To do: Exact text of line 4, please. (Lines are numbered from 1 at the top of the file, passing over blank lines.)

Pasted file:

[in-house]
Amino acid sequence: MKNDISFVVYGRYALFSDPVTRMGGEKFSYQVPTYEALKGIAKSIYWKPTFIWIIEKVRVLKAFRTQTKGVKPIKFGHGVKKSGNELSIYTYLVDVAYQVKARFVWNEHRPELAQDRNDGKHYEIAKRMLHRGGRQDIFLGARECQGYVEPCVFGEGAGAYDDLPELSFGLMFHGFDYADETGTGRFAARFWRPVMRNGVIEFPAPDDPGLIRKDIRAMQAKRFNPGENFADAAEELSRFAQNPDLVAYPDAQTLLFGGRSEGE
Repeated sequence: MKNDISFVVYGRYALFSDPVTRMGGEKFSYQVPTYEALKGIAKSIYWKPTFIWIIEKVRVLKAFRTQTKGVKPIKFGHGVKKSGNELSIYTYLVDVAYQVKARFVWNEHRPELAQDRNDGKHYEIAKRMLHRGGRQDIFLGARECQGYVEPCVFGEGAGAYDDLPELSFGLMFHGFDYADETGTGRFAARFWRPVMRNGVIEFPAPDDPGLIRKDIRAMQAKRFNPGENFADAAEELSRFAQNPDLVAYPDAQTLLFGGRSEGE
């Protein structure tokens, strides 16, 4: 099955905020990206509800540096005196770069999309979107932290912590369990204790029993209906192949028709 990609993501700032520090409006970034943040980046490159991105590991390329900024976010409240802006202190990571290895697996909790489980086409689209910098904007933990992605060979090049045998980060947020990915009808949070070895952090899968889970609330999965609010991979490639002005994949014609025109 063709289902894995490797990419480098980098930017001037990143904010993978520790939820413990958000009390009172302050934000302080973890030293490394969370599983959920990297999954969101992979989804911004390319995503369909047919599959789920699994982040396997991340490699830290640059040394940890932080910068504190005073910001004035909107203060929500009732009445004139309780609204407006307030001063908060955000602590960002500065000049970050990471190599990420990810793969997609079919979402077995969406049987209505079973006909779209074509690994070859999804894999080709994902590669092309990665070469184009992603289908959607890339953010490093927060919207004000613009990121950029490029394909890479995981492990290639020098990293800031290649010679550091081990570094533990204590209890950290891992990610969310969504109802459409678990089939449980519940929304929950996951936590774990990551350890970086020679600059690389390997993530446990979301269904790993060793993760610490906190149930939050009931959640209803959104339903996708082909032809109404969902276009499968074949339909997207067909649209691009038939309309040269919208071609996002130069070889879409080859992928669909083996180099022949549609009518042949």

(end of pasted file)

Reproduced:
């Protein structure tokens, strides 16, 4: 099955905020990206509800540096005196770069999309979107932290912590369990204790029993209906192949028709 990609993501700032520090409006970034943040980046490159991105590991390329900024976010409240802006202190990571290895697996909790489980086409689209910098904007933990992605060979090049045998980060947020990915009808949070070895952090899968889970609330999965609010991979490639002005994949014609025109 063709289902894995490797990419480098980098930017001037990143904010993978520790939820413990958000009390009172302050934000302080973890030293490394969370599983959920990297999954969101992979989804911004390319995503369909047919599959789920699994982040396997991340490699830290640059040394940890932080910068504190005073910001004035909107203060929500009732009445004139309780609204407006307030001063908060955000602590960002500065000049970050990471190599990420990810793969997609079919979402077995969406049987209505079973006909779209074509690994070859999804894999080709994902590669092309990665070469184009992603289908959607890339953010490093927060919207004000613009990121950029490029394909890479995981492990290639020098990293800031290649010679550091081990570094533990204590209890950290891992990610969310969504109802459409678990089939449980519940929304929950996951936590774990990551350890970086020679600059690389390997993530446990979301269904790993060793993760610490906190149930939050009931959640209803959104339903996708082909032809109404969902276009499968074949339909997207067909649209691009038939309309040269919208071609996002130069070889879409080859992928669909083996180099022949549609009518042949």